Estate agents said they had seen a steady increase in the demand for rental properties in the last few years.
Between 2011 and 2016, the number of rented units on the local market rose from 6,327 to 6,982, while owner occupied units grew only marginally from 14,985 to 15,070.
States figures also show that 22.2% of the population, 13,809 people, now live in the private rental sector and that it has become more affordable to do so, with the annual rent to earnings ratio falling from 0.51 in 2012 to 0.45 in 2016.
Rental prices have fallen by 3.1% in the five years ending 2016.
Cooper Brouard director and negotiator Cathy Gallienne said it had hired new staff recently to help with the growing workload.
‘We are extremely busy and proactive, matching properties with prospective tenants before rentals sometimes reach the market and therefore are constantly requiring new properties,’ she said.
Swoffers lettings and property management department manager Ross Yeates said family homes were particularly popular.
‘What we have seen is an increase in the amount of families relocating from the UK and further overseas, both on the local – via a work permit – and open markets,’ he said.
‘This has, in turn, led to a demand for two or more bedroom rental properties ranging from £1,400 and above.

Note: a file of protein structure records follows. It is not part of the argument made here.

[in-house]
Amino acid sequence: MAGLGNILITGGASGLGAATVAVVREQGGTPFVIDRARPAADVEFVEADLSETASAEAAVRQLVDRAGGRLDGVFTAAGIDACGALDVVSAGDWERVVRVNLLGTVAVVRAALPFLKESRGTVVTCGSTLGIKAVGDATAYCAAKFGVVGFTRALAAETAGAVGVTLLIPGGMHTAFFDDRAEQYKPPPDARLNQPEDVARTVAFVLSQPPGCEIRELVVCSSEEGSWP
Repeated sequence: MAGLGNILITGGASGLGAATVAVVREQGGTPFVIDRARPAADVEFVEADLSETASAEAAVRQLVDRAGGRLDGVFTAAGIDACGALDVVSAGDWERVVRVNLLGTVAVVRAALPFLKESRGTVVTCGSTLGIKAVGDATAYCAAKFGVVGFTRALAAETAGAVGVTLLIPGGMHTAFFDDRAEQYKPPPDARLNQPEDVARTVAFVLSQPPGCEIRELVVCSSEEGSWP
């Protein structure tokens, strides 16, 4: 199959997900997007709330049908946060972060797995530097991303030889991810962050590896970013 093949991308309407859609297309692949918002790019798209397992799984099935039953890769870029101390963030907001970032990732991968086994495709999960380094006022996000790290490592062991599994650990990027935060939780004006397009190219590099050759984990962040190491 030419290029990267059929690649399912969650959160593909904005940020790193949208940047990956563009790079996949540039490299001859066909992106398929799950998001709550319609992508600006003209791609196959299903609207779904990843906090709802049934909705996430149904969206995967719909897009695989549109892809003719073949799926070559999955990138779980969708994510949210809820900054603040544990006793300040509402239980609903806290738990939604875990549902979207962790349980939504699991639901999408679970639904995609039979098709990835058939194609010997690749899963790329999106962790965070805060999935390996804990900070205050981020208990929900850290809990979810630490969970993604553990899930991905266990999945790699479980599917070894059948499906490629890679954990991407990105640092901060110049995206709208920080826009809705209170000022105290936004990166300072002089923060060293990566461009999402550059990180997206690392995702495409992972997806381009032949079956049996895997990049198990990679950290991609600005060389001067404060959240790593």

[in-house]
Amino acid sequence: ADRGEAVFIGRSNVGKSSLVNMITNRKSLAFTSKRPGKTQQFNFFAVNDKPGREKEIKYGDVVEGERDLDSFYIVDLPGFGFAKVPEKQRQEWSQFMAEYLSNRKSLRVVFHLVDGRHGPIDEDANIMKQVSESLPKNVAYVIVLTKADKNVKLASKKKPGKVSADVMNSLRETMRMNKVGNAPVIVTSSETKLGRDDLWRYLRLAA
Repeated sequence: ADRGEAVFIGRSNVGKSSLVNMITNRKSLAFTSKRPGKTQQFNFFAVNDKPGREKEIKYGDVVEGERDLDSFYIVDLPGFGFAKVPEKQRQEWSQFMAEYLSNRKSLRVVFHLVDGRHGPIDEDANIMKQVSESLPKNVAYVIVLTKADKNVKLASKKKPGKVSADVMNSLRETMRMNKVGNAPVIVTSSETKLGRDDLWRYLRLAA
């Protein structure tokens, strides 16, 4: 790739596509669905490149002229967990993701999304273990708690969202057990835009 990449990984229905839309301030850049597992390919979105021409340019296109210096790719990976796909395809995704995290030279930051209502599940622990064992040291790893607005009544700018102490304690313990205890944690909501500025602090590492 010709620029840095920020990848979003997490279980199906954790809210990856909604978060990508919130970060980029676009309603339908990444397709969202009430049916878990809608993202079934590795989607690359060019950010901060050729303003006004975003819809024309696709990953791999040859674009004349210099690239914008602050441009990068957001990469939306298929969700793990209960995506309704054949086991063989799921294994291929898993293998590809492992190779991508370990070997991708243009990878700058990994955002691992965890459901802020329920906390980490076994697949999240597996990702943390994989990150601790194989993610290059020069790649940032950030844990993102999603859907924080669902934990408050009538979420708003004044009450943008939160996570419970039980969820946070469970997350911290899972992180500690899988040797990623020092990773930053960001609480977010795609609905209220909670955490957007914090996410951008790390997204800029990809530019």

‘At the same time, we have also seen more local families renting, either because they can’t afford to buy at this time or because they are between houses and want to wait until house prices have stabilised before jumping back into the market.’
A Martel Maides spokeswoman said it had seen the usual fluctuations in the rental properties on its books, but needed more higher end properties.
‘It’s also noticeable that people relocating to the island usually like to be based centrally before moving out to other parishes,’ she said.
Despite it appearing the open market was doing well, Martel Maides director Richard Fox said the new population management law has meant people have been moving out of open market rental properties and into the local market on short-term employment permits. This has seen the open market rentals dwindle.
‘If this trend continues it will not only continue to deflate open market values, but demand will, conversely, start to drive up local market prices,’ he said.
Each estate agent asked said that their main advice to landlords was to keep prices realistic or cap rents to try and get tenants to stay longer term and not have properties vacant.
Mr Yeates said: ‘If the demand for family homes goes up then theoretically yes, rents could increase. However we always advise our landlords to tread carefully in this respect to avoid unnecessary void periods.
‘If they were to go up, it is likely to be minimal at this time.’
The Martel Maides spokeswoman said the company had noticed that as soon as demand slackened off then experienced landlords tended to cap the rent and forego increases, in an effort to ensure that existing tenants stayed.
All estate agents agreed that the sales market had a minimal effect on rental prices.